Collagen is a primary constituent of the tissue extracellular matrix. As a result, collagen has been a common component of tissue engineering biomaterials, including those to promote bone regeneration or to investigate cell-material interactions in the context of bone homeostasis or disease. This review summarizes key considerations regarding current state-of-the-art design and use of collagen biomaterials for these applications. We also describe strategic opportunities for collagen biomaterials to address a new era of challenges, including immunomodulation and appropriate consideration of sex and other patient characteristics in biomaterial design.
  6. Biomater Adv. 2024 Feb 22. pii: S2772-9508(24)00047-5. [Epub ahead of print]159 213804
      Although several bioactive 3D-printed bone scaffolds loaded with multiple kinds of biomolecules for enhanced bone regeneration have been recently developed, the manipulation of on-demand release profiles of different biomolecules during bone regeneration remains challenging. Herein, a 3D-printed dual-drug-loaded biomimetic scaffold to regulate the host stem cell recruitment and osteogenic differentiation in a two-stage process for bone regeneration was successfully fabricated. First, a chemotactic small-molecule drug, namely, simvastatin (SIM) was directly incorporated into the hydroxyapatite/collagen bioink for printing and could be rapidly released during the early stage of bone regeneration. Further, near-infrared (NIR)-light-responsive polydopamine-coated hydroxyapatite nanoparticles were designed to deliver the osteogenic drug, i.e., pargyline (PGL) in a controllable manner. Together, our scaffold displayed an on-demand sequential release of those two drugs and could optimize their therapeutic effects to align with the stem cell recruitment and osteoblastic differentiation, thereby promoting bone regeneration. The results confirmed the suitable mechanical strength, high photothermal conversion efficiency, good biocompatibility of our scaffold. The scaffold loaded with SIM could efficiently accelerate the migration of stem cells. In addition, the scaffold with on-demand sequential release promoted alkaline phosphatase (ALP) activity, significantly upregulated gene expression levels of osteogenesis-related markers, and enhanced new-bone-formation capabilities in rabbit cranial defect models. Altogether, this scaffold not only offers a promising strategy to control the behavior of stem cells during bone regeneration but also provides an efficient strategy for controllable sequential release of different biomolecule in bone tissue engineering.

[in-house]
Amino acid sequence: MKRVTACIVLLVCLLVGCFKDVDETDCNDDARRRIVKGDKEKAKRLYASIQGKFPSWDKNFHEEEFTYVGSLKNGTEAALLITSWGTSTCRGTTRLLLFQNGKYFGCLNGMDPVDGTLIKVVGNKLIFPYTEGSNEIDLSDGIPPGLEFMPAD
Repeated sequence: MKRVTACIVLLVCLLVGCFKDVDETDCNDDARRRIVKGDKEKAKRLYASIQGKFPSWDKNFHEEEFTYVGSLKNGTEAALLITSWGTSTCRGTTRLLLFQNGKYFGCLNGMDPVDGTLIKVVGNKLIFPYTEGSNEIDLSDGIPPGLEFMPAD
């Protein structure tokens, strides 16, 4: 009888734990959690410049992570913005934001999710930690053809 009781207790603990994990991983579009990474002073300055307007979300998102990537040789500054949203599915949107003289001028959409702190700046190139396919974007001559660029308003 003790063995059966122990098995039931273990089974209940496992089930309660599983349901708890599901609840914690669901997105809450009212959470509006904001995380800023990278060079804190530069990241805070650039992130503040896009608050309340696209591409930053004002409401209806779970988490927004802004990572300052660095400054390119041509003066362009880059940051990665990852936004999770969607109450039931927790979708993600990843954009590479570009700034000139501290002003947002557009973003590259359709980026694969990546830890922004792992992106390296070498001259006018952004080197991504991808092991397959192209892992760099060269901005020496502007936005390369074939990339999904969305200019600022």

Keywords:  3D-printed scaffolds; Bone tissue engineering; NIR-light-responsive; On-demand release; Small-molecule drugs
  7. Int J Pharm. 2024 Feb 23. pii: S0378-5173(24)00175-3. [Epub ahead of print] 123941